Kashmir Should Be On Your Travel List. Discover The Beauty Beyond The Headlines

Kashmir

A warm cup of Kahwa with some Kashmiri bread in a local home, sitting on the rocks next to the blue Lidder river as the mist gently caresses your face, enjoying a peaceful Shikara ride in the famous Dal and Nigeen Lake with a mountain view–these are some of the moments you get to experience when you visit Kashmir.

Given  that the region is a place of political turmoil and unrest, the fear and skepticism of visiting Kashmir is understandable. However, after going there myself, I can vouch for the fact that you’re truly missing out on a slice of heaven. Kashmir has so much more to offer–scenic landscapes, rich art and crafts, and warm and welcoming people.

Amidst all the news of political unrest, the beauty of Kashmir is getting subdued. Allow me to remind you what this region is known for.

Kashmir Is Called ‘Paradise On Earth’

What they say is true–Kashmir looks different in all its four seasons, making it worthy of a visit every now and then. Bright tulip fields in April, Chinar trees turning yellow and red in autumn, snow-clad peaks all year round, green valleys with coniferous trees in the summer months, and crystal blue rivers flowing down mountains–these are some of the beautiful sceneries you get to witness in Kashmir. Whether it’s the drive to Aru Valley in Pahalgam or the scenic route to Thajiwas Glacier in Sonmarg or even the Gondola ride in Gulmarg in the snowy winter, you feel like you’re in a completely different world. No wonder it is also referred to as ‘Paradise on Earth.’

Beyond Kesar & Kahwa

Yes, the saffron-infused Kahwa is famous in Kashmir. But it is the Noon Chai that the locals enjoy more here. In Kashmir, noon refers to salt and this traditional tea, which takes more than an hour to make, is made with salt and turns pink in colour after boiling. I learned this from our driver, who was kind enough to invite us into his home and share a piece of their lifestyle and culture with us.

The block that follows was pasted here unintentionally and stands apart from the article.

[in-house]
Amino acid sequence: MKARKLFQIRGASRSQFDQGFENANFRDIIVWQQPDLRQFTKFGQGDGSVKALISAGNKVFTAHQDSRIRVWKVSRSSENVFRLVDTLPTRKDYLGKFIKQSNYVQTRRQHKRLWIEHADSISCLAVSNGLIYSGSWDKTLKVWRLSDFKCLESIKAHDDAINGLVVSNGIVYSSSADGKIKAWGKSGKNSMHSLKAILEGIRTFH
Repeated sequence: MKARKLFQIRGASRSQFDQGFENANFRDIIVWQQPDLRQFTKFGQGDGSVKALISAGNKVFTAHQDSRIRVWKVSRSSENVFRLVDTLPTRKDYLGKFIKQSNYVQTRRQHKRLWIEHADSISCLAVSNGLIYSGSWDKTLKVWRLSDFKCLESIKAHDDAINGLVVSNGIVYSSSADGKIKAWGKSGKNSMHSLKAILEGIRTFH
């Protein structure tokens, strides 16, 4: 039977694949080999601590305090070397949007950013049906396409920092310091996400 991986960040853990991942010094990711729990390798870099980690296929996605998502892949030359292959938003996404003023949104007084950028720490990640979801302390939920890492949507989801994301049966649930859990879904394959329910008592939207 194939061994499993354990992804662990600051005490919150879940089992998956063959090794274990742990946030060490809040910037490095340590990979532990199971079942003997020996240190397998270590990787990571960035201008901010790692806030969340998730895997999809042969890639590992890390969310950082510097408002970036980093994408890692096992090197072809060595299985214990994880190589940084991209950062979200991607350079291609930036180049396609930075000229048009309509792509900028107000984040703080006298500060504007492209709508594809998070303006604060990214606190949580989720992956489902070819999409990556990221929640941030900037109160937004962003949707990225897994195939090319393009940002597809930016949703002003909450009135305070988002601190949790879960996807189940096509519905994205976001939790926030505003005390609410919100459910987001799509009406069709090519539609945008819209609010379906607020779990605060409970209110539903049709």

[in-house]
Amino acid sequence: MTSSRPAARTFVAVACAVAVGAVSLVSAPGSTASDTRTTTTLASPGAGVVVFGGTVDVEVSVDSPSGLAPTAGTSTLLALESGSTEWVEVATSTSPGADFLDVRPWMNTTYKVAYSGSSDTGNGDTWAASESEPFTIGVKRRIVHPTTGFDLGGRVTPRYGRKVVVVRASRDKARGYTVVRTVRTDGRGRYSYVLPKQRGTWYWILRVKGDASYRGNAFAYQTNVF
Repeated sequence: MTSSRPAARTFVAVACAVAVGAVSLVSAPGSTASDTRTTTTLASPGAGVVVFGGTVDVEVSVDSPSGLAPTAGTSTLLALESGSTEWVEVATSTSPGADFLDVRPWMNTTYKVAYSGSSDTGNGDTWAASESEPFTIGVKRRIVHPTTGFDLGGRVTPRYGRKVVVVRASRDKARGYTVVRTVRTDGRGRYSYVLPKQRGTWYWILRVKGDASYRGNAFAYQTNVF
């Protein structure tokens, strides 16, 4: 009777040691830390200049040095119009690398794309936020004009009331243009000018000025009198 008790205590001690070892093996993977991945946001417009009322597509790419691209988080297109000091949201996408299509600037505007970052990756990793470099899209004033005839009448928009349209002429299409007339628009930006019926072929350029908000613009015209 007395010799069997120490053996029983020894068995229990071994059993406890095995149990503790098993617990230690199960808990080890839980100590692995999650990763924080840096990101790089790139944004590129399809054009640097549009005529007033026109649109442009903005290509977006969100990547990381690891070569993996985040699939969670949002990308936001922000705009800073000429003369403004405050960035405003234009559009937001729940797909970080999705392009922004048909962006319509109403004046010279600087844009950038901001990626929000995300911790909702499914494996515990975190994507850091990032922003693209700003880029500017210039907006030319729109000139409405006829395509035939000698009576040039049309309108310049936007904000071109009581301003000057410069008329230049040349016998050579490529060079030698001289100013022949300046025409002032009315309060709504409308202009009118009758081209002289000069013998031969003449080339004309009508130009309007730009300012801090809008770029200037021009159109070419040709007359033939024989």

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Other than the tea here, the Kashmiri Wazwaan is the star attraction in Kashmiri cuisine. Hardcore non-vegetarians will love this feast that includes 36 dishes that are mostly mutton and chicken preparations with limited vegetarian options. Popular Kashmiri dishes such as Rista curry, Gushtaba, Yakhni, Rogan Josh, Waza Palak, among others are a part of the Trammi. Locals enjoy this feast during festive occasions, especially weddings. And if you ever plan to try one, don’t bother using a fork and spoon. Enjoy it like the locals do and eat it with your bare hands! But, I say this from personal experience, if you’re not used to eating a heavy non-vegetarian meal–go for this meal on an empty stomach and pop in a Vizylac post indulgence. The more than a 100-year-old restaurant, Ahdoos, and Mughal Darbaar are good places to go and taste authentic Kashmiri cuisine.

Know More About The Local Handicrafts

While everyone is well aware of Pashmina shawls from Kashmir, how many actually know about the traditional crewel work there? It’s a type of hand embroidery that uses a hook (“aari”) and mostly woollen yarns in single or multicolour shades. From curtain fabrics and bedsheets to bags and clothes, you’ll find crewel work products in every shop in Kashmir. Another famous embroidery is the intricate sozni work, which you’ll find on kurtas and shawls.

Kashmir
Crewel Work Curtains | Image via The Shanti Home

Hand-knotted carpets are another huge business here. Carpets from 200 knots to 900 knots/sq. inch both in wool and silk yarn in super fine designs can take about 6 months to make by the Kashmiri karigars.

 

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Kashmir is one of the few places in the world where walnut is still available, which makes carved walnut woodwork a huge craft in the region. We got to witness the beauty of these intricate wood carvings, all done by hand when we stayed on a houseboat (WelcomHeritage Gurkha Houseboats). One boat takes about four and a half to five years to build!

If you love collecting souvenirs, don’t leave Kashmir without getting at least one papier mache product. From lamps to trinket boxes, there’s no dearth of these colourful and intricately-designed papier mache products in local markets.

 

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From breathtaking landscapes, beautiful weather, and delicious food to fine craftsmanship, you can’t take away what Kashmir is known for. You need to see it to believe it. So my advice is to go there and pay a visit yourself.

If you’re planning a vacation and need recommendations on where to stay, check out this list of boutique hotels and villas to bookmark.

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